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Management of Change Conference Emphasizes 'Hacking Culture Through Change'

Feast on more news and notes from the Management of Change conference.

This year’s recently completed Management of Change conference in Cambridge, Md., set an attendance record, with more than 500 government and industry officials discussing ways to bring innovation to government.

Below are news and notes from the conference, which focused on “Hacking Culture Through Change.”

  • Continuous delivery of services was a major topic of interest. Mark Schwartz, CIO of the Department of Homeland Security’s U.S. Citizenship and Immigration Services, said his department has reduced the time it takes to complete some tasks from eight months to minutes. “For simple things — like changing parts of a website — we automated as many of the controls as we could and took out a number of the oversight layers that dragged the process down.”

  • Social media — specifically, Twitter — has become the State Department’s initial source of news during a global event, said Corina DuBois, the chief of new media for the State Department’s Bureau of Consular Affairs. In those cases (for instance, during the recent earthquakes in Nepal), the State Department can begin preparing its response or finding ways to point people to the information they may need.

  • Different people view the same data in different ways, said Fawn Freeman, director of the Mission Investment Solutions Division at the Environmental Protection Agency. For example, a father taking his son fishing might not care much about the weather because he’s just looking to spend a fun day with his son. A commercial fisherman in the same area, on the other hand, might care much more, as small changes in the weather could make a big change in his haul for the day.

  • Contests and challenges have become more popular in government, but they come with an internal cost. A recent NASA space apps challenge brought in more than a 1,000 responses, of which only about 400 have been reviewed so far. “This information is great, but finding which ones are valid and then taking them to the part of NASA that can do something with it has its own set of challenges too,” said Beth Beck, manager of NASA’s open innovation program in the Office of the CIO.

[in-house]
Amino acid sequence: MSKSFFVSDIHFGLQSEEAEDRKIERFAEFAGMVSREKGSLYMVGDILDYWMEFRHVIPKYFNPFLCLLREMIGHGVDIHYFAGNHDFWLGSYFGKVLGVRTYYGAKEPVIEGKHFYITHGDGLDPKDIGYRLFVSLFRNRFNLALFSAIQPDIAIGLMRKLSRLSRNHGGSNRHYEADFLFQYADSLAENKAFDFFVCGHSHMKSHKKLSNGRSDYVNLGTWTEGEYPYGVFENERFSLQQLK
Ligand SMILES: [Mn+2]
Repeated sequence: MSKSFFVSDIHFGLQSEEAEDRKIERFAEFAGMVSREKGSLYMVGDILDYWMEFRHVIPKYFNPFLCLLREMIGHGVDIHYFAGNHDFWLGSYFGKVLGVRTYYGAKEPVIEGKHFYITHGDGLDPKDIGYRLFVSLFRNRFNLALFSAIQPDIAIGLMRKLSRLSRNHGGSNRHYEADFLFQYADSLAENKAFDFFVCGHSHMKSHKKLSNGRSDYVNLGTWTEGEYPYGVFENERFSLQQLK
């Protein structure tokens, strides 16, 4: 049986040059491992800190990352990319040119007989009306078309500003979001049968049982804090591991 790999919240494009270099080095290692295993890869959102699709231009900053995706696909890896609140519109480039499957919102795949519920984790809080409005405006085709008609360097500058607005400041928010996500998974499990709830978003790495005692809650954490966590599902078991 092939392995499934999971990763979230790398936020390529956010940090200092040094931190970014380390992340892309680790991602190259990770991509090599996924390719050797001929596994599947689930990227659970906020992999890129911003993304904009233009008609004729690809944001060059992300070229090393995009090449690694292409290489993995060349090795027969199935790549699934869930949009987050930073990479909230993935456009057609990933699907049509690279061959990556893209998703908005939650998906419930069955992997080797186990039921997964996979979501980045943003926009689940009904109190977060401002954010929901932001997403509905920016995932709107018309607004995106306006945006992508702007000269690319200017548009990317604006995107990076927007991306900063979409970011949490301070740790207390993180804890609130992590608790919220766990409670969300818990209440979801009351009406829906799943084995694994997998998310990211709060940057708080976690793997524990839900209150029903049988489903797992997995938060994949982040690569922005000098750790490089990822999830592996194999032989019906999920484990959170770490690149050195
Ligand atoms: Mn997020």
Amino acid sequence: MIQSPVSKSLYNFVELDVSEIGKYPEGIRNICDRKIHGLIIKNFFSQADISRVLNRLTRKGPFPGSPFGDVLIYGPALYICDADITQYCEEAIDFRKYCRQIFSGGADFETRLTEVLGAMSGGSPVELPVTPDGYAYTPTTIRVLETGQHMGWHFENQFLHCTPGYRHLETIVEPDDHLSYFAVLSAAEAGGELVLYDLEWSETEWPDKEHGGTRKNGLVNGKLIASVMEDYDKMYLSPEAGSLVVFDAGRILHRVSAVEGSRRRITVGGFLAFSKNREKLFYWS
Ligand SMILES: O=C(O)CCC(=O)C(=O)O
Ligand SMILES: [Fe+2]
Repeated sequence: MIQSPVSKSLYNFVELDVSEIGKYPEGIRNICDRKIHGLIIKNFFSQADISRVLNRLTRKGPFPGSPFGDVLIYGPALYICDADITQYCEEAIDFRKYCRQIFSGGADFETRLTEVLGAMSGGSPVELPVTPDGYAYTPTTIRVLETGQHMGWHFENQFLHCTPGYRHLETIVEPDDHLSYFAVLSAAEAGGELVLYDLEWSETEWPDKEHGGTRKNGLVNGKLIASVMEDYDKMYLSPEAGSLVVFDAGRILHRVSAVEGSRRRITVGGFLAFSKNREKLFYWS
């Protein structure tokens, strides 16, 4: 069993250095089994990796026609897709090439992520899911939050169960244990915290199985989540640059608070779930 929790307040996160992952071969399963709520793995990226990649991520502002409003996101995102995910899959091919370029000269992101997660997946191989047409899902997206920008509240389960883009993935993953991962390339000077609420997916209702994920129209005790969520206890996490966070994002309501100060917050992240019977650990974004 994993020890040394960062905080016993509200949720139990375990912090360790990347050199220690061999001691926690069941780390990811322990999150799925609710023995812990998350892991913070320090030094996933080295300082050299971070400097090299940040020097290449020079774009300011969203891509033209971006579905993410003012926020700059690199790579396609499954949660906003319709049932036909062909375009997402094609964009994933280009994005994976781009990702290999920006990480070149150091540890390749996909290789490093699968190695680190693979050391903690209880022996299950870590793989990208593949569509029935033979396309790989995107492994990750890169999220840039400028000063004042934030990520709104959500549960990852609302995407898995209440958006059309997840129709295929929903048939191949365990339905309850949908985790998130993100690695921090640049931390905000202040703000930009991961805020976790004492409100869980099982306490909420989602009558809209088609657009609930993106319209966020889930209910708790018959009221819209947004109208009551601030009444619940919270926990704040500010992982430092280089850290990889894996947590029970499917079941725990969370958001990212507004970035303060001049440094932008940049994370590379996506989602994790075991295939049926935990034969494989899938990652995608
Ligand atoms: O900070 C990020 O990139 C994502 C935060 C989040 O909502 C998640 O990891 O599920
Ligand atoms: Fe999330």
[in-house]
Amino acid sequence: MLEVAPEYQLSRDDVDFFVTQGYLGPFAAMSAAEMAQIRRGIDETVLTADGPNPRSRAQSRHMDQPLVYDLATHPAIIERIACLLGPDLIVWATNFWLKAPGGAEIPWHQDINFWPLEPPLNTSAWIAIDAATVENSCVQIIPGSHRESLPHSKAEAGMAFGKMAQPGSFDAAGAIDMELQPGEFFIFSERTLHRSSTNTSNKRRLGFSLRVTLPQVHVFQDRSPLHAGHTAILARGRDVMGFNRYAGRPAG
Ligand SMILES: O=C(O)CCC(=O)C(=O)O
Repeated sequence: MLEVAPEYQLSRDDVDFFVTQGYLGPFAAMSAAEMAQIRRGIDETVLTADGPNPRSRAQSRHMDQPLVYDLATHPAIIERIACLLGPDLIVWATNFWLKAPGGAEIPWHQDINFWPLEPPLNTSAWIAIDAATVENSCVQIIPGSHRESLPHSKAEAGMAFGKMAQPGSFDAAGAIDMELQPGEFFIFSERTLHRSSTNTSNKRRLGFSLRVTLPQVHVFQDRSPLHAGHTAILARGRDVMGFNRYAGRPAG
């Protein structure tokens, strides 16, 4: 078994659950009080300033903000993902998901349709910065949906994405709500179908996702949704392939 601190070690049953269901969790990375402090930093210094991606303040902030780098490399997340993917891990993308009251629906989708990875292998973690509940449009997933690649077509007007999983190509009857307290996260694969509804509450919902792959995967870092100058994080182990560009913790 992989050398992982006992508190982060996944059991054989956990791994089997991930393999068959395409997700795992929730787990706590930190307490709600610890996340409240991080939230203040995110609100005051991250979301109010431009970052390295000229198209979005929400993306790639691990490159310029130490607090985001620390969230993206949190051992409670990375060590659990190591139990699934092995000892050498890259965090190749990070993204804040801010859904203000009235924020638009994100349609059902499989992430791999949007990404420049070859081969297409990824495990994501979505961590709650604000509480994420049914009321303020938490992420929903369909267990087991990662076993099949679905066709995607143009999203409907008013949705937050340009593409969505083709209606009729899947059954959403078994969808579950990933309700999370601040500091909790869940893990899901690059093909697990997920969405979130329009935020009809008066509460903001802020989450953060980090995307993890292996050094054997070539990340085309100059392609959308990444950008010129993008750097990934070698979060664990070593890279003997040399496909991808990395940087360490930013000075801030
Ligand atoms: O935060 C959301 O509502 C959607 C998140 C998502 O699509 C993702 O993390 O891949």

• ACT-IAC, the nonprofit organization that runs the Management of Change conference, celebrated the graduation of its Voyagers program on Monday. The program trains rising stars in government to be future leaders.

  • Jeff Johnson, the FBI’s chief technology officer, said he would like for contractors to have a closer working relationship with government, bringing them further inside the walls for a more collaborative process. Part of that, he says, is that when programs fail, it’s government that tends to shoulder the blame — and get the headlines in The Washington Post, he says — while the contractor largely goes unnoticed. “They need to be partners, not just a prime contractor,” Johnson said. “It will bring greater accountability.”

  • Martha Dorris, director of strategic programs at the General Services Administration’s Office of Integrated Technology Solutions, was honored with the 2015 John J. Franke Award. Given by ACT-IAC, the award recognizes a government employee who has made extraordinary and long-term contributions to creating a more effective, innovative and responsive government.

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May 19 2015

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